The Reykjavík District Court began hearing oral testimony on Monday in the largest case relating to the events leading up to the crash of 2008. Nine former managers of Kaupthing bank are on trial for market manipulation in the 11 months leading up to the bank’s collapse, along with the rest of the Icelandic financial system in the fall of 2008. Over fifty witnesses are scheduled to appear before the judge, a process expected to take seventeen days, followed by five days of oral arguments.
Among the nine on trial are the three top managers of the bank who were recently sentenced, along with Ólafur Ólafsson, the largest individual shareholder in the bank, to between four and five and a half years in prison for market manipulation in the Al-Thani case, which is allegedly the most brazen instance of a systematic and massive scheme to manipulate markets and deceive investors by engineering artificial demand for the shares of Kaupthing.
Kaupthing broker overslept, causing the market to take a dive
According to the charge, the bank itself was the largest buyer of its own shares on the open market. During eleven months, from November 1, 2007 to October 8, 2008, its purchases amounted to 42.3% of the total turnover of Kaupthing shares in the Icelandic Stock Exchange. Kaupthing was particularly active in the opening and closing auctions on the Exchange, thus setting the tone for each trading day. Kaupthing systematically mopped up all sell-offers for its shares, ensuring that supply was never able to put a pressure on its share prices.
Kaupthing’s CEO, Hreiðar Már Sigurðsson, its chairman, Sigurður Einarsson, its head of proprietary trading, Einar Pálmi Sigmundsson, and CEO of the company’s domestic division, Ingólfur Helgason, are charged for ordering these trades and carrying them out with the help of two brokers, working for the bank’s proprietary trading, Birnir Snær Björnsson and Pétur Kristinn Guðmarsson.
According to the charges, the top brass received daily updates on these transactions and oversaw them personally. The prosecutor alleges two brokers were instrumental for the scheme, pointing out that one day, when Pétur overslept and thus failed to run through the daily mopping up of sales orders, the stock price of Kaupthing took a dive, falling by 4% in the morning trading.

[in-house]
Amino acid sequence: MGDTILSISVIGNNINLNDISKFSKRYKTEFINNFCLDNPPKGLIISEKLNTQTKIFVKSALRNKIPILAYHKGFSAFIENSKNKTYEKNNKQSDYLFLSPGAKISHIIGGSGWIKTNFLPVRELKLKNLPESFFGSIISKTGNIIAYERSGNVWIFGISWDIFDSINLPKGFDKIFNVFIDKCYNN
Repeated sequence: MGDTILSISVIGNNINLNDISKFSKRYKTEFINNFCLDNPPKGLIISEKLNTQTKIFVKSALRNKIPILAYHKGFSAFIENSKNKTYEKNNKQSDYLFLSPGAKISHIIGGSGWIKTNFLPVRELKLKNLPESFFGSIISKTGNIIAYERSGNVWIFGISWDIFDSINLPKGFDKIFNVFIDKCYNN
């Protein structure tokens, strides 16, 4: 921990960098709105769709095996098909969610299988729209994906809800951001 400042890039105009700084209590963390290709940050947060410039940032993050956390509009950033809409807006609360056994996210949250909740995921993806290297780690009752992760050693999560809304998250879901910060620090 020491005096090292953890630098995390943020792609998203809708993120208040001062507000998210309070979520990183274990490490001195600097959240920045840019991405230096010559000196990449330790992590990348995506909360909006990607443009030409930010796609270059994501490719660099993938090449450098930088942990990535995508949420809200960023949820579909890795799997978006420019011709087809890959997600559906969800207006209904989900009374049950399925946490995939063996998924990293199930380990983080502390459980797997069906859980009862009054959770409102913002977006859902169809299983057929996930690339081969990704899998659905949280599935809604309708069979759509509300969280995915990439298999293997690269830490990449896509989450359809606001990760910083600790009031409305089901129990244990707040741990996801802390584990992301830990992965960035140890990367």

These actions led to the bank accumulating a massive inventory of its own shares, which it had to unload regularly. The Al-Thani case involved one of these sales, in which Ólafur Ólafsson arranged for two shell companies, which were supposedly set up and financed by the Qatari royal, to purchase 37.1 million shares in Kaupthing.
Fraudulent loans used to finance fraudulent sales
The current case, however, covers four other similar sales involving 68,25 million shares. The total value of these sales, which involved a major part of the outstanding stock of the bank’s shares, has been estimated at between 500 million and 1.2 billion dollars.
The charge alleges that these purchases were engineered by the bank’s top managers, and fully financed with loans from the bank. The bank failed to secure adequate collateral for the loans, other than the shares themselves. This left the entire downside with the bank (and ultimately its creditors and the taxpayers, once it went bust) while the favored customers who participated in the trades could hope to keep the upside, had the bank survived and its share price recovered.
Hreiðar Már, Sigurður, Ingólfur and Magnús Guðmundsson, the CEO of Kaupthing Luxembourg, are all charged with having engineered these sales, which created a false sense of demand for the bank‘s shares. In addition, Björk Þórarinsdóttir, a former member of the loan committee of Kaupthing and Bjarki H. Diego, managing director of the bank‘s loan division, are charged with making fraudulent loans, by failing to secure reasonable collateral for the loans.
Still, it was one the coolest banks in the world
During the first day of oral testimony, Pétur Kristinn Gunnarsson, a broker, argued he was only following orders and that he had no reason to question his superiors, adding that they were considered to be “superstars” by people in the financial sector.
Pétur said futhermore that he “still believe[s] Kaupthing was among the coolest banks in the world,” and that had the world financial system not crashed in the fall of 2008 he would today be working for the bank, in much the same manner as he had been in 2007 and 2008.
Which is probably the crux of the matter.
There is little reason to assume that anyone, let alone financial superstars like the managers of Kaupthing, would have been charged with anything had Kaupthing not collapsed. And there is every reason to think it would still be considered one of the coolest banks in the world had it managed to weather the storm.